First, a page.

As previously reported, on February 13th, the Township Committee introduced an ordinance authorizing the expenditure of no more than $4,500 from the Township’s reserves for the completion of a needs and cost analysis for new police department facilities. At its February 27 meeting, the Township Committee gave final approval to that ordinance. The Township Committee subsequently approved hiring the Gibson Tarquini Group, an architectural design firm, to quantify the Township’s facility needs and determine the cost of upgrading the existing facilities.
When the meeting was opened to the public, resident Aileen Naples said that when she had to file her statement about a recent break-in, she was appalled at the conditions in which the police work. The police department is currently located in a trailer adjacent to the municipal garage. Dominick Naples said, “I agree with the proposed study. The police should have a state of the art facility.” Some residents are concerned that a new police station would add to the tax burden of residents. Another resident, Chuck Cline, said the police department needs a new building, but he questioned why the Committee would hire a consulting firm from outside the State to conduct a study, saying that the proposed study is a waste of money.
Mayor Madden said, “The Committee needs a cost estimate for a police headquarters for budgeting purposes. This firm is experienced in designing municipal facilities for variously sized municipalities.”
Although Mr. Bond was the only committee member voting against the expenditure, he did not disagree with the need to review and upgrade the existing facility. Mr. Bond opposed the spending because he believes the Township can develop its estimates of the needs of the police department and the cost of a new or upgraded facility through discussions between Chief Bruce Mast and volunteer residents with construction expertise.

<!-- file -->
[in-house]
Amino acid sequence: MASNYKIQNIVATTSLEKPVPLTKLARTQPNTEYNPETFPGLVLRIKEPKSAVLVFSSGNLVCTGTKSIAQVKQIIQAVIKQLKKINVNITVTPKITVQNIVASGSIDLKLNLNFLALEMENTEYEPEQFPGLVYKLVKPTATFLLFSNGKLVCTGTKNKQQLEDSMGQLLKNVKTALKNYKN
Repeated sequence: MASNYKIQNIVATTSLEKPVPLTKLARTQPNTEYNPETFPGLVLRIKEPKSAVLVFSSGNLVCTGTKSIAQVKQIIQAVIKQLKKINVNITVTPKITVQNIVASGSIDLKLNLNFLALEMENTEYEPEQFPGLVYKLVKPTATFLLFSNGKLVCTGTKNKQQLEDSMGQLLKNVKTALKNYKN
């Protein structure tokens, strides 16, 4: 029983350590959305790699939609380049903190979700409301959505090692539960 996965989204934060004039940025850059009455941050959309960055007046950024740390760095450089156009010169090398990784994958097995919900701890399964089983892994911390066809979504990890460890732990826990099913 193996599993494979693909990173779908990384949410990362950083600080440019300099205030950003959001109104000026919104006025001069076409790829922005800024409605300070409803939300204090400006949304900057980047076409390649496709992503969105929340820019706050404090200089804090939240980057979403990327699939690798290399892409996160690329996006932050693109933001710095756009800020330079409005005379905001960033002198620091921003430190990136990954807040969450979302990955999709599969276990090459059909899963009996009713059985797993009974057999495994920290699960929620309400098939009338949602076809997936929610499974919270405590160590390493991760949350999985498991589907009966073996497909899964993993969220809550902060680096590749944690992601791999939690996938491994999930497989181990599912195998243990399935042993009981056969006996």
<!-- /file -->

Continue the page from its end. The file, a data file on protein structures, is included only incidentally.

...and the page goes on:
At the suggestion of some residents, an ad hoc committee to study the needs and facilities of the Delaware Township Police Department has been created. Chaired by Township Committee member Kristin McCarthy, its members include Ron Bibbo, Gary Hinesley (this author), Police Chief Bruce Mast, Township Committee member and Police Commissioner Jim McCue, Aileen Naples, Steve Pasternack, and Cynthia Sulewski.
That committee met March 15. Following an outline drawn up by Ms. McCarthy, the committee will perform a needs assessment and facility planning for the police force. Individual members have been assigned particular tasks. Under the heading of needs assessment, the committee will study the historical context of the police force; it will collect data on the frequency and types of calls the force responds to; it will review the number of police officers and the number of police cars; and it will perform a cost/benefit analysis and determine the effect the police department has on the local/municipal tax rate.
Under the heading of facility planning, the committee will study the existing site where the Police Department has its headquarters, and look for alternative sites and determine whether it is appropriate to move the force from its current site. An architectural sketch for a new facility is included in the approved spending and building grants will be researched.
During the meeting the committee learned that the small trailer where the police are currently headquartered has an energy bill three times as high as the larger building where the Township Road Department operates. Awareness of the poor energy efficiency of the trailer gave the impetus to the study of the police facility. The Police Sub-Committee’s next meeting is scheduled for May 3 at 7 PM in the Municipal Building.